2Introduction Golden Hour Time to reach operating room (or other definitive treatment)NOT time for transport to EDNOT time in Emergency Department
3Introduction EMS does NOT have a Golden Hour EMS has a Platinum Ten Minutes
4Introduction Patients in their Golden Hour must: Be recognized quickly Have only immediate life threats managedBe transported to an APPROPRIATE facility
5Introduction Survival depends on assessment skills Good assessment results fromAn organized approachClearly defined prioritiesUnderstanding available resources
6Size-Up Begins with Dispatch info Safety Scene Situation Report your size-upAdditional support or resourcesCritical vs non-critical patient
7Size-Up on Approach Safety, Scene, Situation Report your size-up How does the scene look?Hazards?How many patients? Where are they?What do the mechanism & kinematics suggest?Special Needs/Resources?Immediate actions required?Report your size-up
8Size-Up on ApproachWhat is your radio size-up of this incident?
9Initial Assessment (Primary Survey) Find and correct life threatsMost obvious or dramatic injury usually is NOT what is killing the patient!If life-threat is present, CORRECT IT!If it can’t be correctedSupport oxygenation, ventilation, perfusionTRANSPORT!!SICK or NOT SICK?
10Initial Assessment (Primary Survey) With critical trauma you may never get beyond the primary survey
11Initial Assessment (Primary Survey) Airway with C-Spine ControlYou don’t need a C-collar yetReturn head to neutral positionStabilize without tractionAxially unload spine
12Initial Assessment (Primary Survey) Airway with C-Spine ControlNoisy breathing is obstructed breathingBut all obstructed breathing is not noisyManpower intensive task
13Initial Assessment (Primary Survey) Airway with C-Spine ControlAnticipate airway problems withDecreased level of consciousnessHead traumaFacial traumaNeck traumaUpper thorax traumaSevere Burns to any of these areasOpen, Clear, Maintain
14Initial Assessment (Primary Survey) BreathingIs oxygen getting to the blood?Is air moving?Is it moving adequately?Is it moving at an adequate rate?
26Initial Assessment (Primary Survey) Disability (CNS Function)Level of consciousness = Best brain perfusion signUse AVPU initiallyCheck pupilsThe eyes are the window of the CNS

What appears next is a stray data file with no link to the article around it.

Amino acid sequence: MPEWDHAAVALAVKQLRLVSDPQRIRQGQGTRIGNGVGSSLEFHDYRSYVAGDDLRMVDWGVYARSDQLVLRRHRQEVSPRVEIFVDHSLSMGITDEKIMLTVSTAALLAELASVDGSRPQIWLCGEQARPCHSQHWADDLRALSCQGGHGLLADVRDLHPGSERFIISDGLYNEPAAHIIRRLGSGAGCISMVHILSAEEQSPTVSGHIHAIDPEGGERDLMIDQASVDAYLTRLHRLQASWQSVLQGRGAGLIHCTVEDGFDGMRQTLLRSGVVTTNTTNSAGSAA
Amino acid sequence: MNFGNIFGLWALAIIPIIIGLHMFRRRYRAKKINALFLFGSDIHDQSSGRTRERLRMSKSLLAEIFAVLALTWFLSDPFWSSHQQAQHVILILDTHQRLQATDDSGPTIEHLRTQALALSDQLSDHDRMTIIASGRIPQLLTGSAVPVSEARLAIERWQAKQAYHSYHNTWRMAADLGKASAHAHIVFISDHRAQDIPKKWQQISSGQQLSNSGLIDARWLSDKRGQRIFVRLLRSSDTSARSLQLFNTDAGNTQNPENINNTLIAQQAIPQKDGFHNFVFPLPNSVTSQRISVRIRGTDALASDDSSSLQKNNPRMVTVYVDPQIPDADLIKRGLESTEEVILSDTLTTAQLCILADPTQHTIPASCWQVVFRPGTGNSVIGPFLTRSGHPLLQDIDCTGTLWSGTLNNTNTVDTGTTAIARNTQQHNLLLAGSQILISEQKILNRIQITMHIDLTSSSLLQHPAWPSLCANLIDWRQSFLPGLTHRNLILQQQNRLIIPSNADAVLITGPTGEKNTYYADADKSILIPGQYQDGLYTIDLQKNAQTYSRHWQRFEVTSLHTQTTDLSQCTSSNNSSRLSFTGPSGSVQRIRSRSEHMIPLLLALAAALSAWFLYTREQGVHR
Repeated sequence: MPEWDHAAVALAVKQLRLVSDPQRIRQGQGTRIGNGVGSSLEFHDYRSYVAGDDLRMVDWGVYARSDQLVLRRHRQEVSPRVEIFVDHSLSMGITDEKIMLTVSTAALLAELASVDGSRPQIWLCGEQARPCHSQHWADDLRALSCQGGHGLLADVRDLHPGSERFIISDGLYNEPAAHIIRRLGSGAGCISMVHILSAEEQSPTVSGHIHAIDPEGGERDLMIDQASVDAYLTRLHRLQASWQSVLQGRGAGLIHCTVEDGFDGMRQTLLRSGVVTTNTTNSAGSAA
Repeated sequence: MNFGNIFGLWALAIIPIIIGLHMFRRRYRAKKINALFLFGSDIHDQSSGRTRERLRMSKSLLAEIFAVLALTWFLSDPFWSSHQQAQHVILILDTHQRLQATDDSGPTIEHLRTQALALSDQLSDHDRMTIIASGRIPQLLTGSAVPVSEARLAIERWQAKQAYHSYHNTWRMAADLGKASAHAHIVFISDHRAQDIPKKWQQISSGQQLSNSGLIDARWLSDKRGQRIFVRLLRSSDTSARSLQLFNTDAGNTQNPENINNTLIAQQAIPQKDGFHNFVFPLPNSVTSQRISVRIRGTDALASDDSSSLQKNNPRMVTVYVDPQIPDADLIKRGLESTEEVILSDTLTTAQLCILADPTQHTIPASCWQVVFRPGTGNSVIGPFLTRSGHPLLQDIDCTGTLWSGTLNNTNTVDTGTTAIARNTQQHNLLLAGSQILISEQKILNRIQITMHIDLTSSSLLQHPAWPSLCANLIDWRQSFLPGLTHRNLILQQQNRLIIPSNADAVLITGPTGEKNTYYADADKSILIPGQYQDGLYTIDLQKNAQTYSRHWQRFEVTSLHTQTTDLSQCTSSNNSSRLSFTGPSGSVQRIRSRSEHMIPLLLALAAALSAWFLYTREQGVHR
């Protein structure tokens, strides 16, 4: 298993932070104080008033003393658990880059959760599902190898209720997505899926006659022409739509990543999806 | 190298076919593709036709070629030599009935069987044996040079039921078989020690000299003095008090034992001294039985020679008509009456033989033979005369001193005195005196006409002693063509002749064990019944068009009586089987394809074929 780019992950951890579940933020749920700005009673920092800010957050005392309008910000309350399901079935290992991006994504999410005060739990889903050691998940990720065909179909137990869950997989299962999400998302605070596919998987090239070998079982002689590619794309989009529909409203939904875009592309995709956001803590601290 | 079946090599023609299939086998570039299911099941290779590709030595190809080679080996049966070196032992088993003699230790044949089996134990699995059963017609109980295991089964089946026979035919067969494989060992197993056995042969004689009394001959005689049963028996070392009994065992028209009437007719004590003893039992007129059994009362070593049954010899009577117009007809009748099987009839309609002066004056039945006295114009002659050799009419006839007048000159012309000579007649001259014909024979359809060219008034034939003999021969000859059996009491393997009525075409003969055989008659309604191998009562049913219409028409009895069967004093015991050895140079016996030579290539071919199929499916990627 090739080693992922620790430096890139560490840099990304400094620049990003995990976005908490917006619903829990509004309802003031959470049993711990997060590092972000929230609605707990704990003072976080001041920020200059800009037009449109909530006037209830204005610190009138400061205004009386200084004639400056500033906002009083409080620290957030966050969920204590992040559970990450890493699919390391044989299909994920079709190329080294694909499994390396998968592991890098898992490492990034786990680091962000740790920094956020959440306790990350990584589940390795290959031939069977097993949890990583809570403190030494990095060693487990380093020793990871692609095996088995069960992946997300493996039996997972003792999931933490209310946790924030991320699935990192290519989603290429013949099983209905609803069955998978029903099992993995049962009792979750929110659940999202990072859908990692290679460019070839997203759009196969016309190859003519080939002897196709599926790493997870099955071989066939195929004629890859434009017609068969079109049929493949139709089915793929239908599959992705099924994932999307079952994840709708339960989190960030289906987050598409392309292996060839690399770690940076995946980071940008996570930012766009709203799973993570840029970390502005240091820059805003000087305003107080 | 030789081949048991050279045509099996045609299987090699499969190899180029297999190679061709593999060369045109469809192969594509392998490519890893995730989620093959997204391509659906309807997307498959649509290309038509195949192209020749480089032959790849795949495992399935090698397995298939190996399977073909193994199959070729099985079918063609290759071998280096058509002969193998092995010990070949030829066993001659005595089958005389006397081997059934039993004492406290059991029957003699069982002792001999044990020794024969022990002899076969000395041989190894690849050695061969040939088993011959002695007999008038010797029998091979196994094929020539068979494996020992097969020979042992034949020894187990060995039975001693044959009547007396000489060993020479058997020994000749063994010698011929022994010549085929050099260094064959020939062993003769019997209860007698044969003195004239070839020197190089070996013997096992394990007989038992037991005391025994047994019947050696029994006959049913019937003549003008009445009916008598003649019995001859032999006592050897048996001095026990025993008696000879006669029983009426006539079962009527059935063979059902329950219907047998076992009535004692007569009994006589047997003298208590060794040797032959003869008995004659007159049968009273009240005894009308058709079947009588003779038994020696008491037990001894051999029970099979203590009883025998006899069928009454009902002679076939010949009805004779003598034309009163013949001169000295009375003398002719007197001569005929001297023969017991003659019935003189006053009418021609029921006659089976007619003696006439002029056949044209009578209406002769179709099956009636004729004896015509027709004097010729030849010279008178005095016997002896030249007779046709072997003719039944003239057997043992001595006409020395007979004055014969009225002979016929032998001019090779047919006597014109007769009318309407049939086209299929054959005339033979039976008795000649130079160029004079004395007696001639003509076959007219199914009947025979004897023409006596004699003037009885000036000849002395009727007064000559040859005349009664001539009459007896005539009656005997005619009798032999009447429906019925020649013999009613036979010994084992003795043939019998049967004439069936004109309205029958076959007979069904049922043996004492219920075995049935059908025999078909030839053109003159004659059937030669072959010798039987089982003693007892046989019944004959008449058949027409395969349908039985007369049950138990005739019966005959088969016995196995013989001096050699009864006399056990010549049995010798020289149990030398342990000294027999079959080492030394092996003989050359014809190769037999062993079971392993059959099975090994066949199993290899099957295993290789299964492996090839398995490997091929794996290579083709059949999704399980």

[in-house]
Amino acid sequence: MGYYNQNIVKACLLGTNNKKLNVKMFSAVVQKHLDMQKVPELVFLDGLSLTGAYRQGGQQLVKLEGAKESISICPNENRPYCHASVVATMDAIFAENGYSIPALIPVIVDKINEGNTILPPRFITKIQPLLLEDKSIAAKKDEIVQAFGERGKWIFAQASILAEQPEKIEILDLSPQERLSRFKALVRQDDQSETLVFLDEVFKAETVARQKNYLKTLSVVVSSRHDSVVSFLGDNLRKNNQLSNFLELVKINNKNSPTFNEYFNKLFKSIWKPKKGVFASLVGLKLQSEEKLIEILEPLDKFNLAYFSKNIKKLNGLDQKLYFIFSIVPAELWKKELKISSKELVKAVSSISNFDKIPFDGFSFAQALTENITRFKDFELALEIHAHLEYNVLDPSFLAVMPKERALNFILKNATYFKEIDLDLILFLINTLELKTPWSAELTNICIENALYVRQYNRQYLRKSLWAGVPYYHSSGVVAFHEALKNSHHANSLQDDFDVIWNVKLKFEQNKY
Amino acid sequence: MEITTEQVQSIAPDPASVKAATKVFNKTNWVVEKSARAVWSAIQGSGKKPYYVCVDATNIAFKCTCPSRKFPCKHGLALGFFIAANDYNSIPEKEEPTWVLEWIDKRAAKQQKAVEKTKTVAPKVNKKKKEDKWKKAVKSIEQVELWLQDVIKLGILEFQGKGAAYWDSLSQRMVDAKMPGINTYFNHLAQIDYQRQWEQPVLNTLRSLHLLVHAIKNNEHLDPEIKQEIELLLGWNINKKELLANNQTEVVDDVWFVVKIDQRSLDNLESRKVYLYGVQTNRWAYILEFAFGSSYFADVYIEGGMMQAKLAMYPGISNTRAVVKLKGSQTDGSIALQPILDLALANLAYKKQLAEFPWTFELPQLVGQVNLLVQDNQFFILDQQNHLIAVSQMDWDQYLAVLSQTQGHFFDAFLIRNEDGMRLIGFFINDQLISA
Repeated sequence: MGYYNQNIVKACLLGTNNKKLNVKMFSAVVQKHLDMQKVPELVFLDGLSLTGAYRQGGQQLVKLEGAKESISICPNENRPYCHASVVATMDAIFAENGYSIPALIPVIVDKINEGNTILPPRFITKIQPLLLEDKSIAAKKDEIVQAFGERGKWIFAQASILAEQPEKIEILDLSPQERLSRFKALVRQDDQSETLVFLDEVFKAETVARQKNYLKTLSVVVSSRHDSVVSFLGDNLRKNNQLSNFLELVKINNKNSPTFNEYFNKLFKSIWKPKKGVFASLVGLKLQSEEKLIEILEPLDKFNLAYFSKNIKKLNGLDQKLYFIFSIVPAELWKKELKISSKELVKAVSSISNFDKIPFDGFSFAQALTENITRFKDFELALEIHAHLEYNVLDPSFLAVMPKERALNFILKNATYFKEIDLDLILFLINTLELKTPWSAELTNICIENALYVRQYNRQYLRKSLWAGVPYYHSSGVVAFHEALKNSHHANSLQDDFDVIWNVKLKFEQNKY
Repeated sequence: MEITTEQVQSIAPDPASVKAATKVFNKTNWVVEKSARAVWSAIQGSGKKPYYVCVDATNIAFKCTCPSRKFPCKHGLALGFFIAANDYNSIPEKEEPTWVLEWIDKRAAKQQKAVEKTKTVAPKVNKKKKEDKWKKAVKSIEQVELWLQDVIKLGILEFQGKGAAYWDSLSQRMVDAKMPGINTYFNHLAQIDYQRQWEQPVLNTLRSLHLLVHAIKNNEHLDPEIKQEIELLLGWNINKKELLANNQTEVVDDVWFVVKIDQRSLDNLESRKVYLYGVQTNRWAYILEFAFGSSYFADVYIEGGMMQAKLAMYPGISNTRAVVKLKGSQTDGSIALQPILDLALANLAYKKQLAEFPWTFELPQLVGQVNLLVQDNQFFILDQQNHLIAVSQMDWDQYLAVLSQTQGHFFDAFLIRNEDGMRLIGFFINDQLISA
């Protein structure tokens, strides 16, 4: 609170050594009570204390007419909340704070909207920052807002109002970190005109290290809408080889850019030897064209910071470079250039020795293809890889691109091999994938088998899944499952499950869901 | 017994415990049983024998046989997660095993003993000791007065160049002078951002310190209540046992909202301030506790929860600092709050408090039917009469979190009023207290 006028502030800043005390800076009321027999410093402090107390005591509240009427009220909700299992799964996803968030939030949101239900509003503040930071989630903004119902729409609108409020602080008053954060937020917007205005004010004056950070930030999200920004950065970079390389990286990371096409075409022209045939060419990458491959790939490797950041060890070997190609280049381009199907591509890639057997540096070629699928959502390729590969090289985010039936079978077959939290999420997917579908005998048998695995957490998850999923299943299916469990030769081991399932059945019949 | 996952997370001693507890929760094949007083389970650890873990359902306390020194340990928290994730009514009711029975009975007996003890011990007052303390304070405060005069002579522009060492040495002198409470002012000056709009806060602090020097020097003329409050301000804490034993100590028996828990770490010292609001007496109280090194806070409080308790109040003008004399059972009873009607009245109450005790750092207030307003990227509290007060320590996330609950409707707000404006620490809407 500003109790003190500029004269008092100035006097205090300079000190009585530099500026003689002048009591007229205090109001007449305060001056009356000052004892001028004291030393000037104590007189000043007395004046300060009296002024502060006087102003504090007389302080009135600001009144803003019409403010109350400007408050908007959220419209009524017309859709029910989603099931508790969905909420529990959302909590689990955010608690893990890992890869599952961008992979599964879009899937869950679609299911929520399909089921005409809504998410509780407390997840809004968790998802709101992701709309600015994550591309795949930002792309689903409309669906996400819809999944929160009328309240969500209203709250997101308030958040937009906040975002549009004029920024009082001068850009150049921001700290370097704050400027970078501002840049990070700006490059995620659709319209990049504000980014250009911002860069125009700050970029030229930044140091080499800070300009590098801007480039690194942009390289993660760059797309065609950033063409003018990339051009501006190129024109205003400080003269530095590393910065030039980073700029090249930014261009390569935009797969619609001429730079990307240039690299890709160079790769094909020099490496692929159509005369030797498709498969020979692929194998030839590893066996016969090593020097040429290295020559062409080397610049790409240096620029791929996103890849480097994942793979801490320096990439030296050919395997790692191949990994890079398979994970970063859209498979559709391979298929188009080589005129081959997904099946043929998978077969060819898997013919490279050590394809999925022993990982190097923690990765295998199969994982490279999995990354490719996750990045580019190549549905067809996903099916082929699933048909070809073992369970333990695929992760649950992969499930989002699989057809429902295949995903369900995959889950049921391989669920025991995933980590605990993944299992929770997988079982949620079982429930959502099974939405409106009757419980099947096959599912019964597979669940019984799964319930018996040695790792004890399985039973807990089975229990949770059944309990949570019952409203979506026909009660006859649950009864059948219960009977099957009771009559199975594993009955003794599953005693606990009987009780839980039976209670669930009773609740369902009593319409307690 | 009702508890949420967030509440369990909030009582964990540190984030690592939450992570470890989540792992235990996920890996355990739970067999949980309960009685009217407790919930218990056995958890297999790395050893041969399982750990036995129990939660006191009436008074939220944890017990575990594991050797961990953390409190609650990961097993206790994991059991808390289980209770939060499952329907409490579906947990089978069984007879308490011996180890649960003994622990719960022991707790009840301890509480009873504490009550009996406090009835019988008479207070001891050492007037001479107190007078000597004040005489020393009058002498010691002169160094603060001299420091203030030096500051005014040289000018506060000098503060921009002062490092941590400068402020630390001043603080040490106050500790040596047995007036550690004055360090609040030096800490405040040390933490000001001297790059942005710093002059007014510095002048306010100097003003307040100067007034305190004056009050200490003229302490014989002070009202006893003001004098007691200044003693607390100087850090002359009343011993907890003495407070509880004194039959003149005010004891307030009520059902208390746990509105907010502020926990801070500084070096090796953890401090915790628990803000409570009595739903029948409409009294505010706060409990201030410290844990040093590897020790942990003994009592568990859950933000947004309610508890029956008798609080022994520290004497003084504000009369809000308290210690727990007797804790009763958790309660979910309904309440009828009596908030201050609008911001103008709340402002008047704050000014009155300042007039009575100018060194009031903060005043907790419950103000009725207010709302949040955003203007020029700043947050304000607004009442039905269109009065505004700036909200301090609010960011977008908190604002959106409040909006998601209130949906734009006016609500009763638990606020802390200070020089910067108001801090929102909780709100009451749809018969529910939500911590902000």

27Initial Assessment (Primary Survey) Disability (CNS Function)Decreased LOC =Brain injuryHypoxiaHypoglycemiaShockNEVER think drugs, alcohol, or personality first
28Initial Assessment (Primary Survey) Expose and ExamineYou can’t treat what you don’t find!If you don’t look, you won’t see!Remove ALL clothing from critical patients ASAPAvoid delaying resuscitation while disrobing patientCover patient with blanket when finished
29Initial Assessment (Primary Survey) A blood pressure or an exact respiratory or pulse rate is NOT necessary to tell that your patient is critical !!!!!
30Initial Assessment (Primary Survey) If the patient looks sick, he’s sick!!!
31Primary Resuscitation Treat as you go!Aggressively correct hypoxia and hypovolemia.
32Primary Resuscitation Immobilize C-spine (manual & rigid collar)Keep airway openOxygenateRapidly extricate to long board (SMR)Begin assisted ventilation with BVMExpose & Protect from exposureApply and consider inflation of PASGConsider intubationTransportEstablish IVs enrouteReassess and early notification enroute
33Primary Resuscitation Never delay transport of a critical patient to start an IV!!!
34Primary Resuscitation Minimum Time On SceneMaximum Treatment In RouteHave a PLAN!
35Secondary Survey(Detailed/Rapid Trauma) History and Physical ExamYou WILL get here with MOST trauma patientsPerform ONLY after primary survey is completed and life threats correctedDo NOT hold critical patients in field for secondary survey
36Secondary Survey(Detailed/Rapid Trauma) Physical ExamStepwise, organizedEvery patient, same way, every timeSuperior to inferior; proximal to distalLook--Listen--Feel
37Secondary Survey(Detailed/Rapid Trauma) Physical ExamUse your stethoscopeListen to patient’s chestMost frequently missed areasBackMouthNeuro exam
38Secondary Survey(Detailed/Rapid Trauma) Physical ExamAssessment of extremities MUST include:PulsesSkin colorSkin temperatureCapillary refillMotor functionSensory function
39Secondary Survey(Detailed/Rapid Trauma) HistoryChief complaintWhat the PATIENT says problem isNot necessarily what you see
40Secondary Survey(Detailed/Rapid Trauma) HistoryAmple historyA = AllergiesM = MedicationsP = Past medical historyL = Last oral intakeE = Events leading up to incident
41Performed ONLY on stable patients Definitive Field CarePerformed ONLY on stable patients
42Definitive Field Care Packaging BandagingSplintingIf patient critical, all fractures stabilized simultaneously by securing patient to board
43Definitive Field Care Transport Stable patients can receive attention for individual injuries before transportReassess carefully for hidden problemsIf patient becomes unstable at any time, TRANSPORTClosest APPROPRIATE facility
44Definitive Field Care Communication Radio report Written run report BriefConciseNo more than 90 seconds air timeWritten run reportIf it isn’t documented, it wasn’t done
45Definitive Field Care Reevaluation en route Ventilation and perfusion statusVital signs every five minutesContinued management of identified problemsContinued reassessment for unidentified problems